Women in Tech: Marielle Price

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Hi Marielle, tell me a little bit about yourself and your journey into Fieldwire?

My name is Marielle and I live in San Francisco. I trained as a civil engineer at Stanford before joining Pankow Builders as an engineer and then project manager. At Fieldwire I head the Construction Team which is composed of experienced construction professionals. Fieldwire is a construction management software.  We help improve the day-to-day for people in the construction field. Industry knowledge is paramount to understand the difficulties that people are facing on-site, and as such my team is the primary interface between the company and its customers.


What were you doing before you decided to join Fieldwire?

I was working for Pankow Builders, a $450M commercial general contractor, before joining Fieldwire. I built several sustainable buildings in the educational sector as well as a $180M public building in San Francisco. While working at Pankow, I realized there was a ton of waste in the industry - between materials, cost, and time. One of the ways to reduce time waste is by using mobile technology to stop double data entry, streamline communication, and have all of the latest information with you at all times. I was using a few different tools when I found Fieldwire and loved it. Fieldwire streamlined my job and I decided to switch over to the tech side and join the team here.


Getting involved in Tech is still a hot topic for women, what was your push into the industry?

Construction is already an industry that struggles with gender balance so I didn’t notice it as much in the tech world. That being said, it is an issue that I think both the construction and technology industries have identified and know that it’s necessary to improve.

I attended a women in construction conference earlier this year and learned an interesting fact – companies that have added more women and minorities at the executive and board levels have experienced higher profits as their boards became more diverse. Companies work smarter when there is more diversity in backgrounds and experiences. In terms of getting into the industry, it wasn’t a giant leap because I knew the construction really well and project management skills are very applicable in tech. Construction technology was the perfect fit.


How have you found your journey so far and what has been your greatest accomplishment?

My journey has been interesting - I wasn’t expecting to switch to the technology side but it’s been great. I think that a construction job site is basically like a startup in terms of people needing to wear a bunch of hats and get things done, so it translates pretty well. My greatest accomplishments have been helping the customers I work with be more efficient in their day-to-day. It’s feels great to speak with customers and hear how Fieldwire is making their lives easier. It’s also awesome to visit all of the amazing structures that our clients build!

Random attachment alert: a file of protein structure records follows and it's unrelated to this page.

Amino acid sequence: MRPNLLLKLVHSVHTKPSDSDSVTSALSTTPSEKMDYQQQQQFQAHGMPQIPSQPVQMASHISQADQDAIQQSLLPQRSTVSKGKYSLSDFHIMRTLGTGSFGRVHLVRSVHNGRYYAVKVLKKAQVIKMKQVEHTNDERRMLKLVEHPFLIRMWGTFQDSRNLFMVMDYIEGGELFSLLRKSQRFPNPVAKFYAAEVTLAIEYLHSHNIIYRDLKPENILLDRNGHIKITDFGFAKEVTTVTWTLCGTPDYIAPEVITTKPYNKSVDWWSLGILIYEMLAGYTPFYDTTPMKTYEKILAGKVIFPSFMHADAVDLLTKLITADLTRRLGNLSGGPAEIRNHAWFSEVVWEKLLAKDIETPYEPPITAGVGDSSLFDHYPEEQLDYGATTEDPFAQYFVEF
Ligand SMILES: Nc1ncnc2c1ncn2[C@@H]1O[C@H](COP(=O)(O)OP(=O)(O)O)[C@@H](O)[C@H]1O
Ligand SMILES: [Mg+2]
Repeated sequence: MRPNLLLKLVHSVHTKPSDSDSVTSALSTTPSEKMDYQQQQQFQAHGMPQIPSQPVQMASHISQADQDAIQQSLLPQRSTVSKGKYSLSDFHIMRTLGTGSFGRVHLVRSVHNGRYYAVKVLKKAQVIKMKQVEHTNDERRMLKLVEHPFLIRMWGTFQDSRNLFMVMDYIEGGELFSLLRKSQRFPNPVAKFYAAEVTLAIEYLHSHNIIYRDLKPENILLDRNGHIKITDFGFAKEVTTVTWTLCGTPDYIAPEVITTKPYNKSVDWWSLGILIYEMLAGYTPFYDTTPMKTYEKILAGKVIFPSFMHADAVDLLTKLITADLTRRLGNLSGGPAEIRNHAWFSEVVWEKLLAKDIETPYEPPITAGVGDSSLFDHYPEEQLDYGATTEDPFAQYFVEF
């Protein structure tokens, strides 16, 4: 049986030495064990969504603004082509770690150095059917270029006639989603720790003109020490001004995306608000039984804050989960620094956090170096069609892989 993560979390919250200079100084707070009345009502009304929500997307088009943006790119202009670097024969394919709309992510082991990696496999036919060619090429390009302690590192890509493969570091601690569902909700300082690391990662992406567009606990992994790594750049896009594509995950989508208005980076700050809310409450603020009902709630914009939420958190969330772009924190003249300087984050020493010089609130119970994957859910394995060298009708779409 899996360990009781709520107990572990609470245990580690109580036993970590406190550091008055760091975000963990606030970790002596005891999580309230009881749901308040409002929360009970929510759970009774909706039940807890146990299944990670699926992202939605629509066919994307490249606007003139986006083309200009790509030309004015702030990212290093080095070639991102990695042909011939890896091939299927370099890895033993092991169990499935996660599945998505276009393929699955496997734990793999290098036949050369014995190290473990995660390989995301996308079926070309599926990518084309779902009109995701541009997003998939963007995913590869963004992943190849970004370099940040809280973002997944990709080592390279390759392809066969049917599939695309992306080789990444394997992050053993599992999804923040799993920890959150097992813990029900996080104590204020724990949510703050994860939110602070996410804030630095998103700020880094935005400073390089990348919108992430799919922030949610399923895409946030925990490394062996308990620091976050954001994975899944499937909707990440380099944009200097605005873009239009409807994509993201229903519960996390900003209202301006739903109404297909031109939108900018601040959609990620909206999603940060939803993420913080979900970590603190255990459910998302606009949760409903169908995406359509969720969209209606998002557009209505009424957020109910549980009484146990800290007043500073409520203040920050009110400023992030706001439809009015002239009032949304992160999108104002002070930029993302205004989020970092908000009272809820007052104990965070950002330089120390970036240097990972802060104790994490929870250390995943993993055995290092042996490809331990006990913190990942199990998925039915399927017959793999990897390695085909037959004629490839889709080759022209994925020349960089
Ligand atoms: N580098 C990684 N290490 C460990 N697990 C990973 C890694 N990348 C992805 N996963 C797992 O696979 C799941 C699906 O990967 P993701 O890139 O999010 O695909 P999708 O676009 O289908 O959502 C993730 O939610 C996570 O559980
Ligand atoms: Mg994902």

What has been the most challenging thing so far?

Our company is expanding and it has been challenging growing a team. You have to be very careful on who you hire to maintain your company culture, especially when you grow 5-10 times the size.


What educational route did you take to get to where you are now?

I studied civil engineering for my bachelor’s degree and construction management for my master’s degree, both at Stanford University. The most important things I gained besides technical knowledge are critical thinking skills, experience working in groups, and the network.



Tell me about your experience working in a male dominated industry?

I definitely had some experiences in construction that my male colleagues did not encounter (being called certain terms of endearment, people ignoring what I said, and being asked to make coffee on many occasions) but I also found several mentors (male and female) that helped me grow in my career. It’s an old-school industry that has a ways to go for women but it’s an amazing industry to be a part of!  In tech, I haven’t experienced the same things, but I work at a young, progressive company. I was the first female hire at Fieldwire, since then we have hired several other talented females but we still have some ways to go to improve our gender diversity.


How do you overcome competition in the tech industry?

The product and service are definitely the differentiators for Fieldwire. Many of us are straight from the construction industry and we focus on making a tool that we know is useful for the field. (We also use it internally to manage the product development cycles!) As construction is an old school industry, we know that the app needs to be very easy to pick up and use, with no training needed. Our support services are also top notch - whether customers want to call, email, or chat us.


What advice would you give to female entrepreneurs getting ready to enter the tech industry?

Go for it! There are a lot of exciting things going on right now and there are opportunities to have a big impact and move our industry in the right direction. As a piece of advice, I would focus on surrounding yourself with people that you like to work with. If you start at a small company (or even a big one), that makes a big difference. Also, find a connection between what you’re doing now and a tech company - there are transferable skills and knowledge that are incredibly valuable to startups even if you’re not in tech now. If you’re ready to dive in and get your hands dirty, you’re good to go!



Overview of how Fieldwire works:

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